Nigeria’s President-elect, Muhammadu Buhari, may have emerged victorious in the 2015 national elections, but if the former military strongman understands the result of the polls, he would refrain from partaking in any victory lap. Instead, he might contemplate how to succeed in leading a nation in which half the populace has rejected him four times in a row.

Buhari won the election with 15.4 million votes, of which 12.4 million, over 80 percent, came from the north. However, from the 11 States of the South-south and Southeast he got a meagre 616,838, less than 8 percent of the total valid votes. This is the fourth time he has been roundly rejected by the far south. Since he began contesting for the presidency in 2003, he has never achieved up to 25 percent of the votes from these regions . This obvious rejection of Buhari is as much about him as it is his origin. The Christian dominated south and the largely Muslim north share a history of distrust that stretches back to precolonial times. Apart from the late President Umar Musa Yaradua, no candidate from either side of the divide has won significant support from the other side. Yaradua rode on the influence of then President Olusegun Obasanjo, the sentiment of his running mate—now President Goodluck Jonathan who is from the Niger Delta, and the fact that the election was dominated by northern candidates. If Buhari really means to lead Nigeria into shared prosperity, then he must bridge the divide between the Far North and the Deep South.


The job of bridging the divide will be tougher for Buhari, because he is in many ways, a symbol of mistrust between the North and South. Despite twice fielding running mates from the Igbo tribe that dominates the southeast, he has never been able to gain the confidence of those regions. Seen as the political leader of the conservative bloc of the Muslim north, he has often been accused of sponsoring or acquiescing the ethno-religious intolerance against the southerners residing in the North. He is also perceived as representing the battle for an Islamic triumph in a country half populated by Christians. While Buhari has avowed his commitment to a progressive pluralistic Nigeria and distanced himself from ethno-religious intolerance and extremism, this election shows those sentiments still hold sway in the South. Now, as president, he has the best opportunity to demonstrate to the many who doubt his intentions, that he is committed to a plural secular and all-inclusive Nigeria.

Buhari is not the first to face this challenge. The late Nelson Mandela became the President of South Africa amidst fear of repression by the Whites. The legendary leader, however conquered their doubts with a sincere leadership that was void of discrimination. At the end of his four year tenure, he had laid the strong foundations of a rainbow nation that was open to all regardless of race, tribe, religious affiliation or sexual orientation. Despite starting out as a black emancipation fighter, Mandela climaxed his political career as a leader welcoming of all race. Buhari, like Mandela in 1994, now has four years to win over his most ardent adversaries.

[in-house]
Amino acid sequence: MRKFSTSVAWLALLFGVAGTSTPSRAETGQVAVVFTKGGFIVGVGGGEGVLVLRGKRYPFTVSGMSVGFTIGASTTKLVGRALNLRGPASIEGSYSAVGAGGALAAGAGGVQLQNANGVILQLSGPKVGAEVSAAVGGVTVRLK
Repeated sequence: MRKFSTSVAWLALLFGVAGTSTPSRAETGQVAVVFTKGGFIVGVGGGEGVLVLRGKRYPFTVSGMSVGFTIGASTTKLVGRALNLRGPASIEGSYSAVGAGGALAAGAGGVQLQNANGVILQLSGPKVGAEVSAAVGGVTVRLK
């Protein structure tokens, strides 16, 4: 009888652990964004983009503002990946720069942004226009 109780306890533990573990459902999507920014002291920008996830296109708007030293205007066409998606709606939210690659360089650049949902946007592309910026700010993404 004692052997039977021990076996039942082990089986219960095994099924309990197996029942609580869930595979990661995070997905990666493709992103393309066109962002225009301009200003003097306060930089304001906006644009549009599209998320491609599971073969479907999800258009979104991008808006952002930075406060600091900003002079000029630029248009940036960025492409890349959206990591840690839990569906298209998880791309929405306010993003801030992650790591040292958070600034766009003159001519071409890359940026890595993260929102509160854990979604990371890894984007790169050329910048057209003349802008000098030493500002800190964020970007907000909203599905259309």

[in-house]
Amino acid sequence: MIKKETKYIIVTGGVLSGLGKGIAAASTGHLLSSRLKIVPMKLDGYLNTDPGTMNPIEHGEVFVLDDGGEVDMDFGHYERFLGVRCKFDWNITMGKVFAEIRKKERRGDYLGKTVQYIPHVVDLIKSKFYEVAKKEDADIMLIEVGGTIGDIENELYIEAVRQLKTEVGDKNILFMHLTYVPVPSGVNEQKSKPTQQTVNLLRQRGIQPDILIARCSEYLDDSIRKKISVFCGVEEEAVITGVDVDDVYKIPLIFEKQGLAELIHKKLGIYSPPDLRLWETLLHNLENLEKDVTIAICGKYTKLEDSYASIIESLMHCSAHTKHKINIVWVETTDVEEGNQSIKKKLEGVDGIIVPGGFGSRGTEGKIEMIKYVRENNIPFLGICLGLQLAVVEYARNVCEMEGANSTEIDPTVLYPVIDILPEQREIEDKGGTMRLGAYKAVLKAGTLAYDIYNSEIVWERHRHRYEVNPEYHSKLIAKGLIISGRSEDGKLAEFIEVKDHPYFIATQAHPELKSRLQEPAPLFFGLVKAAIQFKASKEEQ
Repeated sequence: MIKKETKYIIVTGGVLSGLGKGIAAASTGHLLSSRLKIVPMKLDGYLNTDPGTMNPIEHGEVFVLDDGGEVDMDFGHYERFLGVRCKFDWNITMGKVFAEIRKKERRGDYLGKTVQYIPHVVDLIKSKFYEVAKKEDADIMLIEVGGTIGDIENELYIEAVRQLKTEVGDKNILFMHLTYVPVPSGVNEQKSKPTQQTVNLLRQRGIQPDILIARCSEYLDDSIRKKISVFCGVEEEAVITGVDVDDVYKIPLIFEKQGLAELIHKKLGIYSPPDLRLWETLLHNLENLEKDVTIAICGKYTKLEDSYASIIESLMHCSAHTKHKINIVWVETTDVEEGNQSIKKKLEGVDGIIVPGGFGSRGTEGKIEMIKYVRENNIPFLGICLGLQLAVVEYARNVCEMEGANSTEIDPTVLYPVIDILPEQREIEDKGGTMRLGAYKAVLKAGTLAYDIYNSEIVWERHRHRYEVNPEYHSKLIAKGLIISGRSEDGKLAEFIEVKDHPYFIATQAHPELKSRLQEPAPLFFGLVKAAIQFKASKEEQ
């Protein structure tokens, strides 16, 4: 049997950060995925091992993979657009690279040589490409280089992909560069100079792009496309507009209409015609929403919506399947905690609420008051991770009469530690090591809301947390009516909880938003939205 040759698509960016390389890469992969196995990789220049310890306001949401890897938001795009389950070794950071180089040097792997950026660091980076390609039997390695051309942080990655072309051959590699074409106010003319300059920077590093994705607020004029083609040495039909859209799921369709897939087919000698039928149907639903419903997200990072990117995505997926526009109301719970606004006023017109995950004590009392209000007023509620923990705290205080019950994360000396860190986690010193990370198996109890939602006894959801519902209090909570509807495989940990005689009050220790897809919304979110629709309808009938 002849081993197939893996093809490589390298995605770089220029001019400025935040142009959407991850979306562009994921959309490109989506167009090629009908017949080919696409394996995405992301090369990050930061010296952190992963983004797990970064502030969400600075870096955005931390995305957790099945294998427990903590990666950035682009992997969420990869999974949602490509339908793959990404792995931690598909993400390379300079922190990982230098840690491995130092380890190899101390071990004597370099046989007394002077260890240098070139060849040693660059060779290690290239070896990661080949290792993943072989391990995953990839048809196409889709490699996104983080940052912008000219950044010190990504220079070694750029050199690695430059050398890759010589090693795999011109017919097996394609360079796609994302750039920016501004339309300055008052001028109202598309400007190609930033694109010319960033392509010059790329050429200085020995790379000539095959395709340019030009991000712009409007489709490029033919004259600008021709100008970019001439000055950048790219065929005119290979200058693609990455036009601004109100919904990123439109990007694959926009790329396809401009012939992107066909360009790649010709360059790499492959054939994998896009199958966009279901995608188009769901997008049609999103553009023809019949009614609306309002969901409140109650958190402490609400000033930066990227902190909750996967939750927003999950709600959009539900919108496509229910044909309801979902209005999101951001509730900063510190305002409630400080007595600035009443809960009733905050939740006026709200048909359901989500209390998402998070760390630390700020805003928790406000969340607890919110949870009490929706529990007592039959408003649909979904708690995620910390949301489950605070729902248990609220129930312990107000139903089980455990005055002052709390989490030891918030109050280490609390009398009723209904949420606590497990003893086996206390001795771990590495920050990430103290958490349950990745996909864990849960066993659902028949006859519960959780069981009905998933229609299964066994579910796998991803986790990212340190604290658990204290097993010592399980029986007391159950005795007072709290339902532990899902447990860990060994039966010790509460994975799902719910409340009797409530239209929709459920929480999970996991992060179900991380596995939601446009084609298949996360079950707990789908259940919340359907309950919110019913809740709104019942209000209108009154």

Buhari, like Mandela in 1994
Buhari, like Mandela in 1994, now has four years to win over his most ardent adversaries.

The incoming president has indeed started on the right path of convincing Southeastern Nigerians to believe in him. His campaign team included the likes of Rotimi Amaechi, the governor of the Rivers State– the most populous state in the Niger Delta, and Rochas Okorocha, the governor of the Imo State– the heartland of the Igbo dominated Southeast. His message of anti-corruption also won him the support of a significant number of the middle class of South-South and South-East extraction, majority of those are resident in the cities of Lagos and Abuja.  Now, he has to prove that those who supported him made the right choice, and to those who didn’t, that they should, and can, trust him as a leader. To achieve this, he must avoid the cronyism and nepotism that has plagued past governments and remove the corruption and insecurity that has bred popular disaffection against leaders. He cannot afford to fail in the upliftment of the economy and the creation of jobs, both of which are more important to the people on the streets than social sentiments.

Most importantly, Buhari must address the ethno-religious intolerance that dominates the politics of Nigeria and hamper societal cohesion. This problem has been long avoided by Nigeria’s political leaders, many of whom have sought to profit from from the brickwall rather than bridge the gap. Buhari, as a leader of one side of the fence, is in the best position to lead the dismantling of the wall. He may have won the polls, but the success of his presidency rests on his ability to move Nigeria past the rough road of divisive corrupt leaderships and social fragmentation, into a smooth highway of unifying effective governance and peaceful societal cohabitation.

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